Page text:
|31st March 2020||Felicity Gasparro, SUMS Associate|
The traditional undergraduate student experience relies on campus-based learning, and although distance learning is increasing in importance in the HE sector, it has broadly been slow to lift off. We went out to students with a range of questions to better understand how they’re experiencing the change. Our survey is still open, so please do share this with any undergraduates you have in your networks. While our sample size is small, it gives a flavour of the undergraduate experience. Respondents represented a range of universities across the UK including Leeds, Lancaster, Portsmouth, Nottingham, Leicester and Winchester. Eighty-six per cent of respondents were first-year students, with the remainder in their second year of study.
What did our group of undergrads have to say?
Nearly half of our students said that their experiences of remote learning had so far been ‘somewhat effective’, with just one respondent saying their experiences had been ‘very effective’ – perhaps this is not surprising given the newness of approach for many students, institutions and lecturers. One student called out real concern for their progression to their second year –
“All my exams have been cancelled and as I progress onto year 2, I am finding it hard to develop essay writing skills”.
When we asked the students, what had been most important to them in enabling them to continue their studies, we gave five options:
The range between the scores was relatively tight, so the importance of all these elements is key to providing an enhanced and viable opportunity to support off-site teaching and learning.
How are universities helping students?
Students still want to see you and value the group and individual contact they receive. One student stated:
“I’ve received many emails with offers of support with both my studying and my mental/physical health. I also had a video call with my personal tutor where he outlined the situation for me more clearly and answered any questions I had. My lecturers are online during the times they would normally be giving a lecture, so they are available to contact”.
On the flip side, one student told us:
“There’s been very little help and guidance – just an overload of emails saying the same thing and promising more information at an undisclosed time”.
We would suggest that, particularly for first-year UG students, the role of the Academic Tutor is crucial to provide a human face on the university, help students navigate the support available to them, and make the most of their online learning experience.
Students report that the delivery of some of the newer ways of working have been clunky, but they can see the lecturers are working hard to get this right.
Methods of digital learning delivery include:
- PowerPoint presentations
- Zoom seminars
- Recorded lectures
- Online / streamed lectures
- Video call tutorials
- Online lecture notes
Providing a sense of community
Attending university is often as much about the opportunity to meet new people and form a new community, as it is about studying and achieving a degree. It’s unsurprising that our students prioritised the continuation of the development of their student community in our survey. They also rated highly the importance of mental health and wellbeing, and this reinforces what is a commonly accepted factor of importance for millennials and Gen Z – general health and wellbeing matters. Student community and health and wellbeing go hand in hand, and students were appreciative of universities which had increased access to student services relating to mental health and wellbeing.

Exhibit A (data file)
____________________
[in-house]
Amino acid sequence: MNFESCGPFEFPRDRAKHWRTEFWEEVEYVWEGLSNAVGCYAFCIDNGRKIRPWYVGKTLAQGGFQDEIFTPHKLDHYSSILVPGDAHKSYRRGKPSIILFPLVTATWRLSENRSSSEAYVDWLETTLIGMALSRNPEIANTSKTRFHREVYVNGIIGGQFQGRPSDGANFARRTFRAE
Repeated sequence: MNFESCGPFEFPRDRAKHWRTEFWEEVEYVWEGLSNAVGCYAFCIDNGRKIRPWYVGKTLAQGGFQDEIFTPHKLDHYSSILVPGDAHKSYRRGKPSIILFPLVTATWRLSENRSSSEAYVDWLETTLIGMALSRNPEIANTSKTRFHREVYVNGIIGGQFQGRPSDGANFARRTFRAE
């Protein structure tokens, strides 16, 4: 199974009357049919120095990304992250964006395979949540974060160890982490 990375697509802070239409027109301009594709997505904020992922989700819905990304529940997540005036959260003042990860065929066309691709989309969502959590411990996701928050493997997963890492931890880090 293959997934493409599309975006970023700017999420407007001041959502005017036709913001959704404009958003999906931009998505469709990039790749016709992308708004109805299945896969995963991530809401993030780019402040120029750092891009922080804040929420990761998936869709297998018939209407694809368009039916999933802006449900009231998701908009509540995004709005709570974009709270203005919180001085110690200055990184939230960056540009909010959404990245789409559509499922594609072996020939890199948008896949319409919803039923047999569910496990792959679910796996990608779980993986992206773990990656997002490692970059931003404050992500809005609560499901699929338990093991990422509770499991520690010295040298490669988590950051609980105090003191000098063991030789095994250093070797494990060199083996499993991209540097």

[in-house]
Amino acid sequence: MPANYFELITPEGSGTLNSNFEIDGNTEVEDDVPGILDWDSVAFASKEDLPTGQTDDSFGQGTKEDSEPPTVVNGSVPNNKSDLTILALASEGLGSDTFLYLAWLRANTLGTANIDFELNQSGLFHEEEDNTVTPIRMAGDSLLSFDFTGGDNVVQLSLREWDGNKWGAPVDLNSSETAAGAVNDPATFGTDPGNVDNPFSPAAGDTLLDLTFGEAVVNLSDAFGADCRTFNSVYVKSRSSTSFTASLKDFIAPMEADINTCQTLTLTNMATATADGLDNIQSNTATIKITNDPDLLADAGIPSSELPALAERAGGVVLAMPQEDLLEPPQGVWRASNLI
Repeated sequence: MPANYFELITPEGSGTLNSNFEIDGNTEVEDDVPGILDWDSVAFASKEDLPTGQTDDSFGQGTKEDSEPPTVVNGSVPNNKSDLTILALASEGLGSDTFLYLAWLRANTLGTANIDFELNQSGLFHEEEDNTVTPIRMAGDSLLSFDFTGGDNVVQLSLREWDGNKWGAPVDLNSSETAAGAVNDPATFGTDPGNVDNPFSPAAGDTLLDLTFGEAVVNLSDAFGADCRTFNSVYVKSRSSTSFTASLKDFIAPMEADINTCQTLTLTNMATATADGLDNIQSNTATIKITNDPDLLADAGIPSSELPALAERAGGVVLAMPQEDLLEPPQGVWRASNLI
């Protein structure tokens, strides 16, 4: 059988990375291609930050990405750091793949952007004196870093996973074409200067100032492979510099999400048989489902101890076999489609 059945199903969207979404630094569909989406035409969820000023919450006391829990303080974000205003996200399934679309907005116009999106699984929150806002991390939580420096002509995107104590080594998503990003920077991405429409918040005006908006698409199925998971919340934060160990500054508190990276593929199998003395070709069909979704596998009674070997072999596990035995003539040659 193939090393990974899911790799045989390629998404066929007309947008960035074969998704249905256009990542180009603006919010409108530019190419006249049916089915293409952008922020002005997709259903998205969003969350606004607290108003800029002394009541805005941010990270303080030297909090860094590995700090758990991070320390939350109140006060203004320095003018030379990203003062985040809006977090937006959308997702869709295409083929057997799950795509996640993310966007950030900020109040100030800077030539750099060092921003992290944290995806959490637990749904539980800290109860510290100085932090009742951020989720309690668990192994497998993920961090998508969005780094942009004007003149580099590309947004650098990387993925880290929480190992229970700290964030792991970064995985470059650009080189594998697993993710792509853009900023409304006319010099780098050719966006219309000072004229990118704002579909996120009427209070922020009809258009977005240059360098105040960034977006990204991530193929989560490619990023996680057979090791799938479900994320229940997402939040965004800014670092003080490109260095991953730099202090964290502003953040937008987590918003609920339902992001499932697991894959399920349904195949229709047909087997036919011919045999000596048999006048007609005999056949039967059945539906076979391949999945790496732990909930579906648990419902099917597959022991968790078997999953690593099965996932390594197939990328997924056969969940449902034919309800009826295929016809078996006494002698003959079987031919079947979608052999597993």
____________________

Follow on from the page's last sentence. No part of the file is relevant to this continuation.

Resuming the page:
Covid-19 has impacted on all communities, not just students. But we sense that there are great things the wider population can learn from the resilience of this current cohort. They cited a wide range of established and new social media channels including facetime, groupchats, WhatsApp, Snapchat, Skype and House Party. Every participant commented on this question, which underlines just how important this is. One student specifically highlighted gratitude to their student union for proactively getting into the social media space:
“SU has created a Facebook page to discuss the pandemic and to focus on positive experiences in the midst of it”.
Technology can be the great enabler of distance learning, and those institutions which can grasp this, create agile development of online learning techniques, and upskill their workforce to underpin this approach, will weather this storm better than those who see this as a temporary blip, and perhaps an inconvenience. As well as enhancing access to learning, creating properly embedded distance learning tools may also help HEI to build financial resilience at a time when universities are under growing financial pressures – to deliver more for less, with agility, and without relying on physical space to do so.
Although some may perceive, and hope, Covid-19 is going to be a short-term disruption to normality, our sense is this will shift ways, means and expectations of access to study permanently. SUMS has helped the sector navigate change for over 50 years, but it is difficult to recall a catalyst for change as sharp and dramatic as this. As we all embrace new ways of teaching, learning and examining, we will support our members and share what works across the sector.
To find out how SUMS might be able to support you or to share your existing best practice for the benefit of others, please contact Nick Skelton, email@example.com.